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Fig. 118: Coin showing Arsinoe II

Another ancient testimony in link with the Ruler Cult is the procession of the prematurely died princess Berenike in the Canopus decree line 56 – 63 of the Greek text. A priest was to carry her statue in processions holding her in his arms like a child, and the statue was to have a scepter, which emerged from behind the snake-shaped crown and was like the scepter of goddesses.104 The Hellenistic period was marked additionally by the spread of the Egyptian cults of Isis and the creation of the Hybrid cult of Sarapis. The interaction between the Egyptian and the Greek religions and the common ritual of procession make clear that the procession was an important part of their cultic rites and festivals. Archeological evidence from the Sarapeion of Alexandria suggests the influence of procession in the architectural design. The T-shaped Building is connected to the South Building by a masonry-lined rock-cut passage running under the square paving and thus gives secret access to it. (Fig. 119) This 6O m long passage runs south from inside the south wall of the Tshaped Building, then turns east to enter the back of the South Building through its west wall. Some scholars noted that it could have provided access for priests to activate 'miraculous' events or for an oracle. This passage could also possibly have been used for processions rituals. Even in the roman period the architectural plan modification took in consideration the facilities of the procession by making an entrance in the north side of the colonnaded court that the court had two entrances to facilitate the circulation of processions. Most of the Sarapeion plan inside Egypt such as in Memphis and in the ancient Mediterranean such The Sarapeion C of Delos has a Dromos flanked by sphinx and altars in order to organize the procession (Fig. 120). Literary and archeological evidence from the Roman time prove that the cult of the Egyptian 104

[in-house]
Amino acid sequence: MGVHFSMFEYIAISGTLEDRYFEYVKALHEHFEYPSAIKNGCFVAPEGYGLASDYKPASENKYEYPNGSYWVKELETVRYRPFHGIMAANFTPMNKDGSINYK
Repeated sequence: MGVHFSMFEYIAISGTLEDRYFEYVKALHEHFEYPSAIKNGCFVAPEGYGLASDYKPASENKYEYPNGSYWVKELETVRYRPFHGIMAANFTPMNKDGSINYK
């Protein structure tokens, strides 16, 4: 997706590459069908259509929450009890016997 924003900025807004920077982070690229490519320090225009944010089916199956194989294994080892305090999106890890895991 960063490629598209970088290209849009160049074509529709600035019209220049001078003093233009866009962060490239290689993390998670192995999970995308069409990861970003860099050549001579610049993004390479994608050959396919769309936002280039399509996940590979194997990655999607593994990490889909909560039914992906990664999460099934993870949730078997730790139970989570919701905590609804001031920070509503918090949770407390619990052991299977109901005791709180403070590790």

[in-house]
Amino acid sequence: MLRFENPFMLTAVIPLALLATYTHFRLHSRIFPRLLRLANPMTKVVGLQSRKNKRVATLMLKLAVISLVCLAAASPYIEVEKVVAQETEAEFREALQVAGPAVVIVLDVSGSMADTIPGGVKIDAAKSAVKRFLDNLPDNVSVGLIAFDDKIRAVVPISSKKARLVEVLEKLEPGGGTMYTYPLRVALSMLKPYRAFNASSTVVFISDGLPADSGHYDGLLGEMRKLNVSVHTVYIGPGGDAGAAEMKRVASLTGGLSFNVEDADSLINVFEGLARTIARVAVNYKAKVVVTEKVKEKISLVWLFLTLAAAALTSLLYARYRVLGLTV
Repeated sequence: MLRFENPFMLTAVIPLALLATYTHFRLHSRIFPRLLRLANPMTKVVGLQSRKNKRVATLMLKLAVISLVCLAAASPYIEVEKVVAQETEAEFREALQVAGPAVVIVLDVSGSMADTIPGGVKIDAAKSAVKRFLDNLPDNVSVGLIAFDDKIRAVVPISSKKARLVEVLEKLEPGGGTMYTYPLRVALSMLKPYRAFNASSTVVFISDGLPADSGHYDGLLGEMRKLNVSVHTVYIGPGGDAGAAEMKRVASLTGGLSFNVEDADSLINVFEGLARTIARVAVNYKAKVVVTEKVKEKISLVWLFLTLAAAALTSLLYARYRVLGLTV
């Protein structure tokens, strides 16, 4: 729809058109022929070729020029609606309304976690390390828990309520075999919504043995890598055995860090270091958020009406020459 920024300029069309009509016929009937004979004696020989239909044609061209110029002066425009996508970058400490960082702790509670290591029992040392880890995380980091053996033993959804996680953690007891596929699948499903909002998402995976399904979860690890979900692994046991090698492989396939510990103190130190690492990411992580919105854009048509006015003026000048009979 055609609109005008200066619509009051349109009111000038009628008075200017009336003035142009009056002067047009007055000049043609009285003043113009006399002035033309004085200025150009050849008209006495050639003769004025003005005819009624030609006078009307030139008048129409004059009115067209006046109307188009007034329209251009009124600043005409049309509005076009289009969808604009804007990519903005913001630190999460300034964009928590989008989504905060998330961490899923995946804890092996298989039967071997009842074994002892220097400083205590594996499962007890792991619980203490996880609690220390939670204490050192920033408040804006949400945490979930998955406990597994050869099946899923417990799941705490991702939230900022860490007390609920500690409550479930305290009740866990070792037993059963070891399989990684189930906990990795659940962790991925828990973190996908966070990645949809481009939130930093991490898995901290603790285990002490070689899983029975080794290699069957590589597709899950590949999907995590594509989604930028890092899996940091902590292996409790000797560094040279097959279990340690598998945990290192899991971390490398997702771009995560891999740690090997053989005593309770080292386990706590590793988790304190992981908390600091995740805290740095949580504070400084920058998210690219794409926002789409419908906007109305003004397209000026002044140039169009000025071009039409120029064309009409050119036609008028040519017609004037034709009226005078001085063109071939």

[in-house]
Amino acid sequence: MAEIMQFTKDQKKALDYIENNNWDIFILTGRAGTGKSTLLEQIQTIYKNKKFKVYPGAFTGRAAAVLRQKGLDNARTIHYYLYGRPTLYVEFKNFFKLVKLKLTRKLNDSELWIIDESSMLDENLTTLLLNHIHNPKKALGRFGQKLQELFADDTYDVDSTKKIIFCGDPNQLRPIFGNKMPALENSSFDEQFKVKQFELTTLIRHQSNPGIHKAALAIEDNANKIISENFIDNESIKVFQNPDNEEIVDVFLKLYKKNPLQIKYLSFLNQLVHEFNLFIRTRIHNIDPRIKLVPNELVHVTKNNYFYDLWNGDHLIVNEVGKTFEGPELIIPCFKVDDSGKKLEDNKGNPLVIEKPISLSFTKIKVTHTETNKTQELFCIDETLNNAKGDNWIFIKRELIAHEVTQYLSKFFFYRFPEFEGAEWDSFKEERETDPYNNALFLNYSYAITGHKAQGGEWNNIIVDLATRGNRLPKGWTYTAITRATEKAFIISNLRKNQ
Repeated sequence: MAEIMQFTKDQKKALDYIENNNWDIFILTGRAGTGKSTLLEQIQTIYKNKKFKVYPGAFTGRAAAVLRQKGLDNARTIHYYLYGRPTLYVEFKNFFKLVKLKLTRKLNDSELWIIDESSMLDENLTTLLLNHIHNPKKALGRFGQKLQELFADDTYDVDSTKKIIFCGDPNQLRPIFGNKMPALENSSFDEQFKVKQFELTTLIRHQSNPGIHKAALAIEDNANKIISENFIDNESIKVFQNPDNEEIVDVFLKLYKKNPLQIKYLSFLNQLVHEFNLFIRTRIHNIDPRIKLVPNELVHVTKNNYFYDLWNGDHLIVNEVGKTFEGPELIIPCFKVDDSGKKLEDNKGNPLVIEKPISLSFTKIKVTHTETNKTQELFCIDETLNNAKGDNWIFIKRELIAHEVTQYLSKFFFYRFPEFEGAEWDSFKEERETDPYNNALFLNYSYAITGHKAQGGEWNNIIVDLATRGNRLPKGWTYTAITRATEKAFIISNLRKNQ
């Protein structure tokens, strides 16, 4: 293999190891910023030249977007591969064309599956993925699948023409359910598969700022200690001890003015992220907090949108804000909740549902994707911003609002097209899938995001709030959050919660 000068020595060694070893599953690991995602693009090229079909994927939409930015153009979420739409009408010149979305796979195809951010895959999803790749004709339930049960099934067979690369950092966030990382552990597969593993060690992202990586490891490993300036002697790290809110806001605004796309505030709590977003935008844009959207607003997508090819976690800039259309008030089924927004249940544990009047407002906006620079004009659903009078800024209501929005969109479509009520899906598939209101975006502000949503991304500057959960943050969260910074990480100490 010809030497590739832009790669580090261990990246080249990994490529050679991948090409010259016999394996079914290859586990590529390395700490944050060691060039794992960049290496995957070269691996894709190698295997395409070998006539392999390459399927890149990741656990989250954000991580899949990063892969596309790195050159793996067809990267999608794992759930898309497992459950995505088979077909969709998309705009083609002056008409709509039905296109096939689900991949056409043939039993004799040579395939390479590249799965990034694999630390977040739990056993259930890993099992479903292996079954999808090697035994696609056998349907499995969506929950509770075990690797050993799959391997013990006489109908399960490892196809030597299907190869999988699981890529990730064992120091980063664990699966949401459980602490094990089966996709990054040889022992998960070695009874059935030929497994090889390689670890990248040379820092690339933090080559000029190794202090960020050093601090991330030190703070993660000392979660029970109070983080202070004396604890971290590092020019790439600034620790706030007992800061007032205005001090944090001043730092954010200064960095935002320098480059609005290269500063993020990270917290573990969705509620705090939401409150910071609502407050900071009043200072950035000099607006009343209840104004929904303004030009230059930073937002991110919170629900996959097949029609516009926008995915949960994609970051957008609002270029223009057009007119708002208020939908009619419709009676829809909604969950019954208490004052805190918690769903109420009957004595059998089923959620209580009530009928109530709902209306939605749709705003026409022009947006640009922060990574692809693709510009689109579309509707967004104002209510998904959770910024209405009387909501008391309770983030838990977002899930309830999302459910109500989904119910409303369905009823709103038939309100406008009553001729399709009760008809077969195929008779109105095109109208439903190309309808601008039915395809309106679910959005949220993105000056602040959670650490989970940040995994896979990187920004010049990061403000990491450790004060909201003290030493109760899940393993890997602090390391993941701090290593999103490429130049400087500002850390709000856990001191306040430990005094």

Bulloch at al., 1993.


Final study of CulMe-WeOnCT project